UMG Owner Vivendi Backs Calls for European Union to Address YouTube 'Market Distortion'
Universal Music owner Vivendi is backing calls for the European Parliament to "correct the distortion of the digital marketplace" caused by User Upload Content (UUC) services like YouTube.
The French media giant is one of a number of European companies and trade groups who have signed an open letter voicing concerns over a possible 'watering down' of the European Commission's controversial Copyright Directive.
The widely debated reforms were approved by the European Parliament in November. In the weeks since then, lawmakers have been negotiating with members states to finalize the directive, which Google-owned YouTube claims threatens "the livelihoods of thousands of artists, creators and songwriters."
Of particular concern to YouTube is Article 13, which makes "online platforms and aggregators liable for copyright infringements." Critics of the reforms say they could put an end to memes, remixes and other user-generated content.
Supporters of the directive strongly dispute that claim and say they are the best way to address the so-called 'value gap,' referring to the relatively small remuneration that YouTube returns to musicians and rights holders who generate its biggest audience.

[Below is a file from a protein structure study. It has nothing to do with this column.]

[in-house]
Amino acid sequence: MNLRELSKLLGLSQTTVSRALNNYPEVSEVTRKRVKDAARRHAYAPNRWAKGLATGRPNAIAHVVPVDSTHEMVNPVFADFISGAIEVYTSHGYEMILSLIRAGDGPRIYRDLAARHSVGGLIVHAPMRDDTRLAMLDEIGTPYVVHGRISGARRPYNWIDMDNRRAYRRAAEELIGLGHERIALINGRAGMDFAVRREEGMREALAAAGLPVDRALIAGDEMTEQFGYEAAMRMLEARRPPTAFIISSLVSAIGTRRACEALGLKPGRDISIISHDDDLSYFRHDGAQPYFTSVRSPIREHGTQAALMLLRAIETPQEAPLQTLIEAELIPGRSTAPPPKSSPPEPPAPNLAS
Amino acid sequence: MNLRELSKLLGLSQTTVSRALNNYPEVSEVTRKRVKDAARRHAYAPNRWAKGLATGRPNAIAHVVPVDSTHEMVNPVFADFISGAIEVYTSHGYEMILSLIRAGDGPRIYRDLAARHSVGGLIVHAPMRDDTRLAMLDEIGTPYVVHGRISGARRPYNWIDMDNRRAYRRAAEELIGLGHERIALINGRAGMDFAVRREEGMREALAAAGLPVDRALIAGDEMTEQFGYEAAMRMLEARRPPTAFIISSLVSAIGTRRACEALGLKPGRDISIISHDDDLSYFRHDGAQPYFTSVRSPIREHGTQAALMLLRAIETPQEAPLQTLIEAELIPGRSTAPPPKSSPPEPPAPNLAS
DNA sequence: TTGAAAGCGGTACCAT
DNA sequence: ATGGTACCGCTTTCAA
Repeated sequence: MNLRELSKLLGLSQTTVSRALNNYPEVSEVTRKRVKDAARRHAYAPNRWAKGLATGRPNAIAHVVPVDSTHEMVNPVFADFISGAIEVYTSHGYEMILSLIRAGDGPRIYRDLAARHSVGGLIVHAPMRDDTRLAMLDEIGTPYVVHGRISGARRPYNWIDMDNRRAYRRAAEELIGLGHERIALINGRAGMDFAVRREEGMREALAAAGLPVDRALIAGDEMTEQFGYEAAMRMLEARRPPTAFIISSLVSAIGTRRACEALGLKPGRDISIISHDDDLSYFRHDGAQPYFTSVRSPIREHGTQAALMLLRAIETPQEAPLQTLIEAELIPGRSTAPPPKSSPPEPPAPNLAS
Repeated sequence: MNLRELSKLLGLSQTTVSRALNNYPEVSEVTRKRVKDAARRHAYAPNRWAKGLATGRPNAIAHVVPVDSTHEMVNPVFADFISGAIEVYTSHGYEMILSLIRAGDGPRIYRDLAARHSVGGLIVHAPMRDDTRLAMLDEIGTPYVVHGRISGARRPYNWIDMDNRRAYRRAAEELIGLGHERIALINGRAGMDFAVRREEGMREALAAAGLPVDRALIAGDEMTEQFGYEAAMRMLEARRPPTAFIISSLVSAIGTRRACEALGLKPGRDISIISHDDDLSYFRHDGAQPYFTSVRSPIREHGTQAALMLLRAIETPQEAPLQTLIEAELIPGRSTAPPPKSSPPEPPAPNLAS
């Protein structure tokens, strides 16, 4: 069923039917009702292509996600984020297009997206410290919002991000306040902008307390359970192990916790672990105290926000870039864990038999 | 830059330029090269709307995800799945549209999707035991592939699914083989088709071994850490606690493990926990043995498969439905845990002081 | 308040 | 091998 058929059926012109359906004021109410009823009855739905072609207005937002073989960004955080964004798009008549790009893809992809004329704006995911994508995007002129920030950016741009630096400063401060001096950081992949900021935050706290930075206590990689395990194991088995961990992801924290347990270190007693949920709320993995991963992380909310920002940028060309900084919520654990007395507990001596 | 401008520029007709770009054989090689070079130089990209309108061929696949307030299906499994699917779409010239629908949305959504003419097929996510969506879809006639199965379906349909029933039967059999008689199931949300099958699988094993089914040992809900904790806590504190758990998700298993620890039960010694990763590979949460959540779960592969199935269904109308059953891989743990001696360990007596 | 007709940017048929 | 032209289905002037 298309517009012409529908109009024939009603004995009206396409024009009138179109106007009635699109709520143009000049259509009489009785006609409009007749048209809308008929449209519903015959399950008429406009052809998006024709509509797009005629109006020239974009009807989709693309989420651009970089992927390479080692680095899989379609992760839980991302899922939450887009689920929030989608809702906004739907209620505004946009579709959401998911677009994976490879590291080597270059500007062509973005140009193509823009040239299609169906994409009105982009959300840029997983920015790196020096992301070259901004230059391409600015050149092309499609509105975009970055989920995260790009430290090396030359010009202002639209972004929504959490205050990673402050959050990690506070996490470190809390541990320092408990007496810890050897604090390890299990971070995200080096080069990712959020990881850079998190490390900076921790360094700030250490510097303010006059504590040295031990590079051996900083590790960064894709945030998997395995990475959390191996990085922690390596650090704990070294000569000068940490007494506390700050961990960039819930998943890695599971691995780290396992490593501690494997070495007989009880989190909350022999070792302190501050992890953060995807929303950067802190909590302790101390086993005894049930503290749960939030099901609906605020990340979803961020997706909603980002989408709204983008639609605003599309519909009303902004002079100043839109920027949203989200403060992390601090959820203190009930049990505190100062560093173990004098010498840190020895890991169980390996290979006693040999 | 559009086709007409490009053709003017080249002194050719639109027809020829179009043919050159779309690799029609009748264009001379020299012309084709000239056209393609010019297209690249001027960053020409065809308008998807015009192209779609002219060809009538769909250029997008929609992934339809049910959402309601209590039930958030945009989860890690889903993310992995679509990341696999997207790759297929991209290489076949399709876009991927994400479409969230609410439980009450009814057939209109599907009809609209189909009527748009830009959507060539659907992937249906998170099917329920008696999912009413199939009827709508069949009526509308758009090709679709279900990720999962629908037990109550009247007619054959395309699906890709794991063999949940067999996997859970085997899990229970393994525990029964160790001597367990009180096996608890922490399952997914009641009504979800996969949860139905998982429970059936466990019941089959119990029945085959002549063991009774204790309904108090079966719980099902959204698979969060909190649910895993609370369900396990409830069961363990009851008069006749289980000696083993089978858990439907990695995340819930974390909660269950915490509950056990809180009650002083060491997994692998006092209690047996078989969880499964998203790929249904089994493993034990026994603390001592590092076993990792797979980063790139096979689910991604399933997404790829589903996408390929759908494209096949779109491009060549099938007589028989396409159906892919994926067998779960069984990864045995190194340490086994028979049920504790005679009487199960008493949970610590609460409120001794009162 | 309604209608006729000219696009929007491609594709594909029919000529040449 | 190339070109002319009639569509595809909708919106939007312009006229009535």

Since November's vote, numerous representatives of the tech and creative community have published open letters and blog posts arguing their position, with today's representing a coalition of European authors, composers, songwriters, artists, publishers, broadcasters, music producers and news and media companies.
"We have reviewed the European Commission text/non-papers on article 13 and we have serious concerns about the direction of travel," states the letter, also signed by IFPI, the European Composer and Songwriter Alliance (ECSA), the European Publishers Council (EPC), the European Grouping of Societies of Authors and Composers (GESAC) and independent labels body IMPALA, as well as media conglomerates Mediaset and Tf1.
"As we reach the very final stages of this process, and negotiators seek to finalise a compromise text, we urge you to remember that the overall aim of the original European Commission proposal was to correct the distortion of the digital market place caused by User Upload Content (UUC) services, which enable users to upload content onto their sites and then profit from the availability of creative content without returning fair revenues to rightsholders, who create and invest in such content," the letter continues.
It goes on to argue that making UUC services like YouTube liable for copyright infringements is the "only solution" to "meaningfully" address the value gap.
"Unfortunately, for a number of reasons, the text now put forward by the European Commission would need fundamental changes to achieve the Directive's aim to correct the Value Gap/ Transfer of Value," says the letter, warning that any solutions that "seek to qualify or mitigate the liability" of platforms hosting copyright infringing content could leave "rightsholders in a worse position than they are in now."